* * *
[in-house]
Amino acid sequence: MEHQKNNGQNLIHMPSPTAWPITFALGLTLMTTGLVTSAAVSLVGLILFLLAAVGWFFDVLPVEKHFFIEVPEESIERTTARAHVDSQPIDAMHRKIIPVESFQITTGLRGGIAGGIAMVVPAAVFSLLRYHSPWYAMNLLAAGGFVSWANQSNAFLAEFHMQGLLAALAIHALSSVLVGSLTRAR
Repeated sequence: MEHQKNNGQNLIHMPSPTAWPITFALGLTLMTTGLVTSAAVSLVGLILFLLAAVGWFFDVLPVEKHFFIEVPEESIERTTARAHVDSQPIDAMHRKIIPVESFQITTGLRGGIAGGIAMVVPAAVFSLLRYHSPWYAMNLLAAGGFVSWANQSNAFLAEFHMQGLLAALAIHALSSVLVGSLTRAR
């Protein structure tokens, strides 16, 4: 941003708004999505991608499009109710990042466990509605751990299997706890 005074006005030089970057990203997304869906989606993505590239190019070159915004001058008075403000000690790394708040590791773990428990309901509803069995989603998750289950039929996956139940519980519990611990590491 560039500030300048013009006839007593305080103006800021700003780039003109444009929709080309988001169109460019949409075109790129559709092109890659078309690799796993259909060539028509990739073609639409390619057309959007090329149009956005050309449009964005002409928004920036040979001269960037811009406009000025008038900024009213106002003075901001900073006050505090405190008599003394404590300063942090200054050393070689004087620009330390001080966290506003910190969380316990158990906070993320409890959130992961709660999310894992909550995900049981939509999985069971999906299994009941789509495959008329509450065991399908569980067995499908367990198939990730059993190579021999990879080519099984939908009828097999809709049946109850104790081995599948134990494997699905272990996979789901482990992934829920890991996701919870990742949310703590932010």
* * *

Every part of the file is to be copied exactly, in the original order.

[in-house]
Amino acid sequence: MEHQKNNGQNLIHMPSPTAWPITFALGLTLMTTGLVTSAAVSLVGLILFLLAAVGWFFDVLPVEKHFFIEVPEESIERTTARAHVDSQPIDAMHRKIIPVESFQITTGLRGGIAGGIAMVVPAAVFSLLRYHSPWYAMNLLAAGGFVSWANQSNAFLAEFHMQGLLAALAIHALSSVLVGSLTRAR
Repeated sequence: MEHQKNNGQNLIHMPSPTAWPITFALGLTLMTTGLVTSAAVSLVGLILFLLAAVGWFFDVLPVEKHFFIEVPEESIERTTARAHVDSQPIDAMHRKIIPVESFQITTGLRGGIAGGIAMVVPAAVFSLLRYHSPWYAMNLLAAGGFVSWANQSNAFLAEFHMQGLLAALAIHALSSVLVGSLTRAR
């Protein structure tokens, strides 16, 4: 941003708004999505991608499009109710990042466990509605751990299997706890 005074006005030089970057990203997304869906989606993505590239190019070159915004001058008075403000000690790394708040590791773990428990309901509803069995989603998750289950039929996956139940519980519990611990590491 560039500030300048013009006839007593305080103006800021700003780039003109444009929709080309988001169109460019949409075109790129559709092109890659078309690799796993259909060539028509990739073609639409390619057309959007090329149009956005050309449009964005002409928004920036040979001269960037811009406009000025008038900024009213106002003075901001900073006050505090405190008599003394404590300063942090200054050393070689004087620009330390001080966290506003910190969380316990158990906070993320409890959130992961709660999310894992909550995900049981939509999985069971999906299994009941789509495959008329509450065991399908569980067995499908367990198939990730059993190579021999990879080519099984939908009828097999809709049946109850104790081995599948134990494997699905272990996979789901482990992934829920890991996701919870990742949310703590932010």